-Motorcycles: $234 million (down -6.6%)
-Trucks: $177.9 million (down -47.1%)
-Automobile parts/accessories: $120.1 million (up 47.6%)
-Public-transport vehicles: $57.2 million (down -45.7%)
-Motorcycle parts/accessories: $56.2 million (up 10.7%)
-Tractors: $47.7 million (down -32.5%)
-Bicycles, other non-motorized cycles: $24.6 million (up 4,253%)
-Special purpose vehicles: $15.7 million (down -41.3%)
-Trailers: $8.5 million (up 43.1%)

Among these import subcategories, Sri Lankan purchases of bicycles and other non-motorized cycles (up 4,253%), cars (up 119.4%) then automobile parts or accessories (up 47.6%) grew at the fastest pace from 2017 to 2018.

These amounts and the percentage gains within parenthesis clearly show where the strongest demand lies for different types of imported vehicles among Sri Lankan businesses and consumers.

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2018, Sri Lankan importers spent the most on the following 10 subcategories of machinery including computers.

-Computers, optical readers: US$179.8 million (up 9.7% from 2017)
-Printing machinery: $73.7 million (down -13.4%)
-Taps, valves, similar appliances: $64 million (down -5%)
-Turbo-jets: $61.7 million (up 26.7%)
-Refrigerators, freezers: $58.8 million (down -14.3%)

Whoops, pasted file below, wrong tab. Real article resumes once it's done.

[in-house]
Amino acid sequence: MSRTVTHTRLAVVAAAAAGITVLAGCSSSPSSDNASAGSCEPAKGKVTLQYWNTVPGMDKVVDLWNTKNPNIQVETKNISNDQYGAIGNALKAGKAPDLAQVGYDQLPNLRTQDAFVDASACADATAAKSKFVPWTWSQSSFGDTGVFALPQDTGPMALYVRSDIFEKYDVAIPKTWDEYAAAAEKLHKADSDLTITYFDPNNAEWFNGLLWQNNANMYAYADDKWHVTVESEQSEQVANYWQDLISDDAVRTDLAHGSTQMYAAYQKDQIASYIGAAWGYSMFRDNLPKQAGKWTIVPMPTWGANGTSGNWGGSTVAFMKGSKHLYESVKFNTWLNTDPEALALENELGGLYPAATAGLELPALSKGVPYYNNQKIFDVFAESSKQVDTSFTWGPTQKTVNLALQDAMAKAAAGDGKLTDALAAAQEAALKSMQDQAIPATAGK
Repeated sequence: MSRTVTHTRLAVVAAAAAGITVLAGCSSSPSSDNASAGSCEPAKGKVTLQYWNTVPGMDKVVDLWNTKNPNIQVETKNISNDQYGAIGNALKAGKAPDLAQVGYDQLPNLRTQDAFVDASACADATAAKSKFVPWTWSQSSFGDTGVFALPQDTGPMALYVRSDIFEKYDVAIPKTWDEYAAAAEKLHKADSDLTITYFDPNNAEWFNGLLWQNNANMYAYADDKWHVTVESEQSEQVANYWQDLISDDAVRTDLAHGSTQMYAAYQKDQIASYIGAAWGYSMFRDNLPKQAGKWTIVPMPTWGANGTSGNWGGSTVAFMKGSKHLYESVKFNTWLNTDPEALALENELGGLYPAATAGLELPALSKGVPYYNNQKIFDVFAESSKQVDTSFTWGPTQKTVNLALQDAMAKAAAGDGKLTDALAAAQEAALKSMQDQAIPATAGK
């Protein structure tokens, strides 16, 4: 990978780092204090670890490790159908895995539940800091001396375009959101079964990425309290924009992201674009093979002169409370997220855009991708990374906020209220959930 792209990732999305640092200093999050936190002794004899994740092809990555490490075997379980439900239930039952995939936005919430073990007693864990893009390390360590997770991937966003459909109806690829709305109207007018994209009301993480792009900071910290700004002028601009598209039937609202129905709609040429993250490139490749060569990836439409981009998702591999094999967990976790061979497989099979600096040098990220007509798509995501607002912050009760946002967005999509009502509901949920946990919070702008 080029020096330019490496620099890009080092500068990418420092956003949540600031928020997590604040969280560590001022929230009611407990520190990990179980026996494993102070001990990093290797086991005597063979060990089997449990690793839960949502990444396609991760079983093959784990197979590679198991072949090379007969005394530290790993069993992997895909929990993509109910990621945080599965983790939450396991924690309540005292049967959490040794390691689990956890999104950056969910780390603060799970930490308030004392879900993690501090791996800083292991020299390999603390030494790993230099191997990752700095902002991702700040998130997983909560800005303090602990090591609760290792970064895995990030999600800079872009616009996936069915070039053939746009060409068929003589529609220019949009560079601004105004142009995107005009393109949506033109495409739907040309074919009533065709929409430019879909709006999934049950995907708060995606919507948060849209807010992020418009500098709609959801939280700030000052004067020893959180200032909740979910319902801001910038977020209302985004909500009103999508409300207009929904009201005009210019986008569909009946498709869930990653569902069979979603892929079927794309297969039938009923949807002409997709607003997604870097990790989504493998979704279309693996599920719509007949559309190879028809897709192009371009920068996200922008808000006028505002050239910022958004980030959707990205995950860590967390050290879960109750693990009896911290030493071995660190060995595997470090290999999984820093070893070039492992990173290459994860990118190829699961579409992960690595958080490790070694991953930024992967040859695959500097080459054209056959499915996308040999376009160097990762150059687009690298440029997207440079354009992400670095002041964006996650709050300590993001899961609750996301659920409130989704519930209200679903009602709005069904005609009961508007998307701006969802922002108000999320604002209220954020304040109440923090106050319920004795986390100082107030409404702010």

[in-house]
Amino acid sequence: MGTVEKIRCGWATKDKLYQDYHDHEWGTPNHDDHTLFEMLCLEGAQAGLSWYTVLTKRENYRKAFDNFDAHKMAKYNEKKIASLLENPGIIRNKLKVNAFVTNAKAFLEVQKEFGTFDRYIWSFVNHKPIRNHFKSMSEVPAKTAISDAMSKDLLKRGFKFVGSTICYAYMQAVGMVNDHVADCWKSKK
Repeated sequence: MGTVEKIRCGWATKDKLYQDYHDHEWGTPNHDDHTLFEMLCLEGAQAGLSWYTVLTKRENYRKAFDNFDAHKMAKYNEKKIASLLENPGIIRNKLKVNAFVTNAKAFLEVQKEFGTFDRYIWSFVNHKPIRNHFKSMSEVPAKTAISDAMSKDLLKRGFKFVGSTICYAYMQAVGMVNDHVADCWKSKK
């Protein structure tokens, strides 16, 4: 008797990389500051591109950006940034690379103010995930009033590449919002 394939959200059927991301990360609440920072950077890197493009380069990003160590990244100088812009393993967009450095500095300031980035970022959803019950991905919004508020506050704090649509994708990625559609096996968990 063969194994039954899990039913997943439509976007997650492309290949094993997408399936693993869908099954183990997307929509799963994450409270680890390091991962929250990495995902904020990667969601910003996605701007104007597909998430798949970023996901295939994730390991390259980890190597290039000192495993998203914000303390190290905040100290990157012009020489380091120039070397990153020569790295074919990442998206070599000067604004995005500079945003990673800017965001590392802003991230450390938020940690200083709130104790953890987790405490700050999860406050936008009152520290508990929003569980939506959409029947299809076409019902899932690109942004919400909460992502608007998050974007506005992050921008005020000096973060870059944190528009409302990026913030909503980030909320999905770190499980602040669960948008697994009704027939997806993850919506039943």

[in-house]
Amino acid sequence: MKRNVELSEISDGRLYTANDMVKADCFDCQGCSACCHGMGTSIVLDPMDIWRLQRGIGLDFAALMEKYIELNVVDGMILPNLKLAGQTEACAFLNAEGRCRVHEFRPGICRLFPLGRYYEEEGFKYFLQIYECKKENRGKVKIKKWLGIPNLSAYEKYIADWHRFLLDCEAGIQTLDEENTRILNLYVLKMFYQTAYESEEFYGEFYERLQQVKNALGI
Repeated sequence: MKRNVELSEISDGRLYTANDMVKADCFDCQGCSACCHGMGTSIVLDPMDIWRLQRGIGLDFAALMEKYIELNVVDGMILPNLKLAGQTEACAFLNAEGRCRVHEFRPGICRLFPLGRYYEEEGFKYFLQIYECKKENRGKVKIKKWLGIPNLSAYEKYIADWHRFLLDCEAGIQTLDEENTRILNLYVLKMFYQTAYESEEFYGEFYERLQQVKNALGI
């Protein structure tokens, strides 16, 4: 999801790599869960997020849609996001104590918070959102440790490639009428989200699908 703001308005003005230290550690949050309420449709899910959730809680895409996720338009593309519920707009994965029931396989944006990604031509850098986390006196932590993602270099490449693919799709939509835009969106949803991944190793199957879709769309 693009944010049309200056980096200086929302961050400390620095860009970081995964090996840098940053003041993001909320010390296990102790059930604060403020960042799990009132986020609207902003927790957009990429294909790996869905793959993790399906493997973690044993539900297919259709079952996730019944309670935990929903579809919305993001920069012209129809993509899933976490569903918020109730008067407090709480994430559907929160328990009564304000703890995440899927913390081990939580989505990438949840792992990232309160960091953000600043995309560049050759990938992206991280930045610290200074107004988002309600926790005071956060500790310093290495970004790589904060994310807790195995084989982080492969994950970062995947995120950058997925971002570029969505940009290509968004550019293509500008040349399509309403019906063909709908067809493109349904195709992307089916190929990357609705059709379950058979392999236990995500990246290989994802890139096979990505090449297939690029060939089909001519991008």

-Air or vacuum pumps: $57.9 million (down -10%)
-Heavy machinery (bulldozers, excavators, road rollers): $56.5 million (down -38.1%)
-Sewing machines, related furniture: $54.4 million (down -18.4%)
-Air conditioners: $53.6 million (down -12.6%)
-Miscellaneous machinery: $53.2 million (down -33.6%)

Among these import subcategories, Sri Lanka’s purchases of turbo-jets (up 26.7%) and computers including optical readers (up 9.7%) grew from 2017 to 2018.

These amounts and the percentage gains within parenthesis clearly show where the strongest demand lies for different types of imported machinery among Sri Lankan businesses and consumers.
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In 2018, Sri Lankan importers spent the most on the following 10 subcategories of electrical items including consumer electronics.

-Phone system devices including smartphones: US$432.7 million (down -9.8% from 2017)
-TV receivers/monitors/projectors: $85.6 million (down -27.8%)
-Lower-voltage switches, fuses: $70.9 million (up 14.8%)-
-Electrical converters/power units: $63.5 million (down -32.1%)
-Solar power diodes/semi-conductors: $51.6 million (up 37.8%)
-Electric generating sets, converters: $48.9 million (down -21.3%)
-Insulated wire/cable: $44.8 million (down -37.7%)
-Electric water heaters, hair dryers: $37.7 million (up 25%)
-Electric storage batteries: $36.9 million (up 26.5%)
-Unrecorded sound media: $28.6 million (down -9.5%)

Among these import subcategories, Sri Lankan purchases of solar power diodes and semi-conductors (up 37.8%), electric storage batteries (up 26.5%) then electric water heaters and hair dryers (up 25%) grew at the fastest pace from 2017 to 2018.

These amounts and the percentage gains within parenthesis clearly show where the strongest demand lies for different types of imported electronics among Sri Lankan businesses and consumers.



Last edited by God Father on Tue May 21, 2019 8:36 pm; edited 1 time in total

2Sri Lanka’s Top 10 Imports Empty Re: Sri Lanka’s Top 10 Imports on Wed May 22, 2019 10:26 am

soileconomy

soileconomy
Vice President - Equity Analytics
Vice President - Equity Analytics
Good to know.everyone should read this.thanx for sharing

3Sri Lanka’s Top 10 Imports Empty Re: Sri Lanka’s Top 10 Imports on Wed May 22, 2019 11:16 am

Gajaya


Stock Trader
Thanks